New Legislation in U.S. House Aims to Address ‘Hinduphobia,’ Sparks Debate Over Intent and Impact

Featured & Cover New Legislation in U S House Aims to Address 'Hinduphobia ' Sparks Debate Over Intent and Impact

A fresh legislative proposal presented in the House of Representatives seeks to denounce “Hinduphobia,” a term utilized by certain Hindu Americans to articulate what they assert as burgeoning anti-Hindu sentiments in the United States.

The bill was put forward by Democratic Representative Shri Thanedar, an Indian American hailing from Michigan. During a press conference on Monday, he delineated what he perceives as an escalating threat to Indian Americans who adhere to Hinduism, the world’s third-largest religion.

“Today I am seeing in the United States a substantial increase of attacks on Hinduism, a lot of misinformation being circulated,” he stated. “Having practiced Hinduism, having grown in a Hindu household, I know what Hinduism is. It is a very peaceful religion … It is not a religion that attacks others, it is not a religion that is aggressive against others.”

Thanedar’s resolution outlines various points, including the House’s acknowledgment of the contributions of Hindus to the U.S. and its condemnation of “Hinduphobia” and anti-Hindu bigotry.

However, progressive Hindu and South Asian groups have voiced apprehension about this legislation, contending that while anti-Hindu sentiment does exist, the term “Hinduphobia” was fabricated by the Indian far-right to stifle criticism of Prime Minister Narendra Modi’s government.

“In many cases, instances of anti-Indian sentiment, general xenophobia, or even mistaken Islamophobia are misleadingly labeled as ‘Hinduphobic’ regardless of whether or not there is any evidence to support claims of religious motivation,” remarked Hindus for Human Rights, a progressive civil rights organization, in a news release. “Even worse, claims of ‘Hinduphobia’ have routinely been weaponized to smear anyone — including self-identifying Hindus — who criticizes the current Indian government.”

During his press conference, Thanedar depicted the Hindu community as “inclusive” and asserted that it has been purposefully misrepresented by mainstream media. He also highlighted instances of vandalism on two California Hindu temples with graffiti reading “Modi is a terrorist” and slogans calling for an independent Sikh state.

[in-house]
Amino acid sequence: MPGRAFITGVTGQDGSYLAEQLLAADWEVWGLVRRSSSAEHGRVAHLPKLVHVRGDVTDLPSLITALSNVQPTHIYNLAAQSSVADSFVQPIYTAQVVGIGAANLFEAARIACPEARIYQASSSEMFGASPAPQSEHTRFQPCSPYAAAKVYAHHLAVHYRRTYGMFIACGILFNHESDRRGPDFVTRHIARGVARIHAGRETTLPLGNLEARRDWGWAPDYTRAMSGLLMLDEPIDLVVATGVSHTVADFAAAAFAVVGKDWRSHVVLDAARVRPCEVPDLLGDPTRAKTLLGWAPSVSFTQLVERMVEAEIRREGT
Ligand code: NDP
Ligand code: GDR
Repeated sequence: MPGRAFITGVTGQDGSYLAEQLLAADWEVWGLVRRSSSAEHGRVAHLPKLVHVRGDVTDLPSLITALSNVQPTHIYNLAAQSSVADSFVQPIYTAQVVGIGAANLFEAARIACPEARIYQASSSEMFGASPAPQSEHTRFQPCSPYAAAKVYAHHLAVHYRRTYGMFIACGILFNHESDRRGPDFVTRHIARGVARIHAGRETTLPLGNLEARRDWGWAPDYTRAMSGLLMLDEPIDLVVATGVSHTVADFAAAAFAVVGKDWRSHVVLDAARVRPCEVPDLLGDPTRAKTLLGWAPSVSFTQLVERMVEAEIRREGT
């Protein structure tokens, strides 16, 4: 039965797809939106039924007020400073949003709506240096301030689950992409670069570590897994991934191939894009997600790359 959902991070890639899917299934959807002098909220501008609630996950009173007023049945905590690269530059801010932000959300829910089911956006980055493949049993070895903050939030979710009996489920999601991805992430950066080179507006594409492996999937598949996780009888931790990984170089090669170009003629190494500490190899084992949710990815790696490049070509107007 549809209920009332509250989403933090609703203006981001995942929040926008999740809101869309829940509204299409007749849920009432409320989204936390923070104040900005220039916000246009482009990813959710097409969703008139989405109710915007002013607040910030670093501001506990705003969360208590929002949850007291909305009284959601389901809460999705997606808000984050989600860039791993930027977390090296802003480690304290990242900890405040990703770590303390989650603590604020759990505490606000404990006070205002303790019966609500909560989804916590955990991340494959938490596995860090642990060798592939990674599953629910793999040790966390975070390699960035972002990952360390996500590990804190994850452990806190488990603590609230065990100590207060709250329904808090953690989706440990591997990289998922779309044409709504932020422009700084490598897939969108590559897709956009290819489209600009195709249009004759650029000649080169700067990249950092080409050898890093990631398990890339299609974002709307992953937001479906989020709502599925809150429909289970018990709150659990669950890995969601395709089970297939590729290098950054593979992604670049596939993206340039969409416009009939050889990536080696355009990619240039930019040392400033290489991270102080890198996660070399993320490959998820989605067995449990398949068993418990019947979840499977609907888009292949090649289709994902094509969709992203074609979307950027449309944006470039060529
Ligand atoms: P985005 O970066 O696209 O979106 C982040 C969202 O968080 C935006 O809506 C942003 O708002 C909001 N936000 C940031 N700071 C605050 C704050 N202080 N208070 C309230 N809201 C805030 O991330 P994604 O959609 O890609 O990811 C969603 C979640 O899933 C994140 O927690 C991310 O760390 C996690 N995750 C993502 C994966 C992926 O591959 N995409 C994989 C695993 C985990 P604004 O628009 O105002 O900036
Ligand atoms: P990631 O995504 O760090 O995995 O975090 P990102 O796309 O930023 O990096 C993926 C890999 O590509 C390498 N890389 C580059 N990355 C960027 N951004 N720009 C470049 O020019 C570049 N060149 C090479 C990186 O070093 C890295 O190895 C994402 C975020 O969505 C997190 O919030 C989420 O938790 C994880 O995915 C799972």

“We have experienced substantially more events of this kind in recent months, and I have a feeling that this is just the beginning,” he remarked. “This is just the beginning of a very coordinated attempt against this community.”

Thanedar refrained from speculating about the perpetrators of these attacks but urged the FBI, the Department of Justice, and local authorities to intervene.

Modi’s government frequently faces criticism for its human rights record, including assaults on the media and anti-Muslim legislation. It’s also been accused of promoting Hindu nationalism both in India and among the diaspora.

In the U.S., Muslims and caste minorities have reported facing targeted attacks and violence for speaking out against far-right, Hindu nationalist actors aiming to establish India as a Hindu-dominated nation. Hindus for Human Rights contended in its release that Thanedar’s resolution could stifle these conversations by branding them as “Hinduphobic.”

In reality, the organization argued, the primary threat to Indian American immigrants in the U.S. is white nationalism.

“Though it claims to celebrate Hindu Americans and speak for our community’s interests, this resolution does not respond to real concerns about how Hindu Americans are affected by white Christian nationalism in the United States,” the release stated. “Instead, it reflects a longstanding effort by the Hindu supremacist movement in the United States to divide South Asian communities.”

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